Properly maintained Biosafety Cabinets (BSCs), when used in conjunction with good microbiological techniques, provide an effective containment system for safe manipulation of moderate- and high-risk infectious agents (BSL-2 and BSL-3).
BSCs protect laboratory workers and the immediate lab environment from infectious aerosols generated within the cabinet.
Lab workers utilizing the biosafety cabinet should wear appropriate personal protective equipment (PPE). Lab coats must be buttoned or closed in the back if tied for greater protection. Gloves should be pulled over the wrists of lab coats, not worn inside the sleeve.
OSHA Standard 1910.1030(e)(2)(iii)(A) Certified biological safety cabinets (Class I, II, or III) or other appropriate combinations of personal protection or physical containment devices, such as special protective clothing, respirators, centrifuge safety cups, sealed centrifuge rotors, and containment caging for animals, shall be used for all activities with other potentially infectious materials that pose a threat of exposure to droplets, splashes, spills, or aerosols.
Employers should ensure that a risk assessment has been completed and approved for the work to be conducted and to identify the class and type of BSC needed for the operation or procedure.
Before using any biosafety cabinet (BSC), lab workers should:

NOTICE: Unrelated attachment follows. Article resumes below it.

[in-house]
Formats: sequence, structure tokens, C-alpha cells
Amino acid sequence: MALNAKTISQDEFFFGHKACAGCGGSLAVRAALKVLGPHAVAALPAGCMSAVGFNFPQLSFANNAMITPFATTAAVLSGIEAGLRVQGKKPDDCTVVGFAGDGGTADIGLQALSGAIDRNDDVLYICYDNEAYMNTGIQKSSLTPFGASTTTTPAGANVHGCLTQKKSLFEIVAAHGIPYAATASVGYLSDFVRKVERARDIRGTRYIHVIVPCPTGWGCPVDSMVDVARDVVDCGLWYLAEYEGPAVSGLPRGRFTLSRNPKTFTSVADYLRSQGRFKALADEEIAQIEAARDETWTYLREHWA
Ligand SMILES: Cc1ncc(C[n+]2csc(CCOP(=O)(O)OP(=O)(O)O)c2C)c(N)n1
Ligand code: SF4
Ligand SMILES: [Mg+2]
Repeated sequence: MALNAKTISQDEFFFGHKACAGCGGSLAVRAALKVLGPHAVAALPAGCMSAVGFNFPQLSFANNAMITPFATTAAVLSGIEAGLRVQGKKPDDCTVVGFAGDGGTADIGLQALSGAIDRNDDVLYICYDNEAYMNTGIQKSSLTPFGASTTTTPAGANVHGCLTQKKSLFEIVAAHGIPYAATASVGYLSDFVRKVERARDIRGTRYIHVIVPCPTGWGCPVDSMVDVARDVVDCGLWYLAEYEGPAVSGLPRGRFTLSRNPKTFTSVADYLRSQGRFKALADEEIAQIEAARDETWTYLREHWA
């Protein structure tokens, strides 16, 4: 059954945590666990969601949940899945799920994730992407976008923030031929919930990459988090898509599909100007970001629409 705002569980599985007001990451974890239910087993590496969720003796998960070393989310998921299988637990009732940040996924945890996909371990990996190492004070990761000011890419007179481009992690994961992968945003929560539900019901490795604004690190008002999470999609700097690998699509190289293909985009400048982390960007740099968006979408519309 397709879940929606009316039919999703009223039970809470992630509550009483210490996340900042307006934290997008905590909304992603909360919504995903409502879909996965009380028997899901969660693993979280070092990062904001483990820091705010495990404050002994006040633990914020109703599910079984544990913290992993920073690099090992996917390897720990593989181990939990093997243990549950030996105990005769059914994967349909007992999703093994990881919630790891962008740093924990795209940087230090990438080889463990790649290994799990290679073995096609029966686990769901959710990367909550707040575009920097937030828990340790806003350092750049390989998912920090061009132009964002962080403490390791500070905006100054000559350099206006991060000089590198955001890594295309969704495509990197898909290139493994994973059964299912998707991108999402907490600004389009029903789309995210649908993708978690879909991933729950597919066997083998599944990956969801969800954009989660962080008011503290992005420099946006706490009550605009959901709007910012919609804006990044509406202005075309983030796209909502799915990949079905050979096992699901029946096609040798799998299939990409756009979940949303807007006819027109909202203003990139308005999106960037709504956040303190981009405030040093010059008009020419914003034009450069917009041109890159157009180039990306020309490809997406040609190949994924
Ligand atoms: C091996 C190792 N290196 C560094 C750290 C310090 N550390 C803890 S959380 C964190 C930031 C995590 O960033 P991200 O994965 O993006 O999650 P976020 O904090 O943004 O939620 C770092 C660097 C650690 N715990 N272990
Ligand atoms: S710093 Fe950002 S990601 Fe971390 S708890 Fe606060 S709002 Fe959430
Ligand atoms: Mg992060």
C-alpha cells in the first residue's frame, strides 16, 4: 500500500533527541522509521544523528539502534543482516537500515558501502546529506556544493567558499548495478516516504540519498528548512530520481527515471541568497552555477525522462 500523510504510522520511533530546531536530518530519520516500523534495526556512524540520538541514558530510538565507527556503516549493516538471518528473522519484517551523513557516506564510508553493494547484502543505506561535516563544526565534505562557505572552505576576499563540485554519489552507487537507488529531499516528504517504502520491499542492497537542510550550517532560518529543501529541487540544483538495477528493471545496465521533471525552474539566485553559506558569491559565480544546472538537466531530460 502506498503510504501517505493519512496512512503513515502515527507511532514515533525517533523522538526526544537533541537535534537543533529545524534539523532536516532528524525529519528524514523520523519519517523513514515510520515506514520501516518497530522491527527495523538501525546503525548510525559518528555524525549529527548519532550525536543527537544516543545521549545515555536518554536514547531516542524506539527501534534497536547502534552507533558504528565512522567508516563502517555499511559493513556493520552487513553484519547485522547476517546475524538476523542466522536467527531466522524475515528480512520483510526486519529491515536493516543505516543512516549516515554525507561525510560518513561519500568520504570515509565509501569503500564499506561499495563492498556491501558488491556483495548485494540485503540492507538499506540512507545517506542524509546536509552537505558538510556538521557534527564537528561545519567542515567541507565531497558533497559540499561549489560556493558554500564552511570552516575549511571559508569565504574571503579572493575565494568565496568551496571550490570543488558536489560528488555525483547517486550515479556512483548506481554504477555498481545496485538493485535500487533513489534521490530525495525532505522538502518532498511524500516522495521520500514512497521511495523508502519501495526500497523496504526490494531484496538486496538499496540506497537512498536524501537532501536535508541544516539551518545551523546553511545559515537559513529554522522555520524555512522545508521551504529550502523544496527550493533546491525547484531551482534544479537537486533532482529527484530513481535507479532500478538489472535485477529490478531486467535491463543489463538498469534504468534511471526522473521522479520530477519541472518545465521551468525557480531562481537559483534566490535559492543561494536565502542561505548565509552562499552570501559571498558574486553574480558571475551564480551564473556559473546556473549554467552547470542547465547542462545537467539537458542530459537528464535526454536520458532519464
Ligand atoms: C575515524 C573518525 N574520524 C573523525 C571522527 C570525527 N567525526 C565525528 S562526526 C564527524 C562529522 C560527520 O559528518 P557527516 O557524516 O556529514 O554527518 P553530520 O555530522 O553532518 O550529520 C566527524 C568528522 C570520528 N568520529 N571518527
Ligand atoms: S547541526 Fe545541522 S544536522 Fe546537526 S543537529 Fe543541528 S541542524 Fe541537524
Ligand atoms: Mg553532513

- Prepare a written checklist of materials necessary for a particular activity and place only necessary materials in the BSC before beginning work.
- Turn off any overhead room germicidal ultraviolet light (UV) and any BSC UV lights.
- Confirm that the BSC is currently certified for use.
- Confirm that the BSC is operating properly prior to beginning work by checking airflow gauges.
- Adjust the stool height so that armpits are level with the bottom of the view screen or sash.
OSHA Standard 1910.1030(e)(2)(iii)(B) Biological safety cabinets shall be certified when installed, whenever they are moved and at least annually.
Only materials and equipment needed for the immediate work should be placed in the biosafety cabinet. Store extra supplies outside the BSC.
Do not use equipment or store supplies inside the BSC that may disrupt the protective BSC airflow pattern. If large equipment must be placed inside the BSC, place it as far back in the BSC as practical.
To minimize frequent in and out arm movement and maintain the air barrier, do not tape autoclavable biohazard collection bags to the outside of the biosafety cabinet. Upright pipette collection containers should not be used in the BSC or placed on the floor outside the BSC. Instead, horizontal discard trays containing an appropriate chemical disinfectant should be used.
Move arms in and out of the cabinet slowly, perpendicular to the face opening, to limit disruption of the air curtain. Manipulation of materials inside the cabinet should be delayed for 1 minute after placing hands and arms inside the cabinet to allow the air to stabilize and to “air sweep” arms.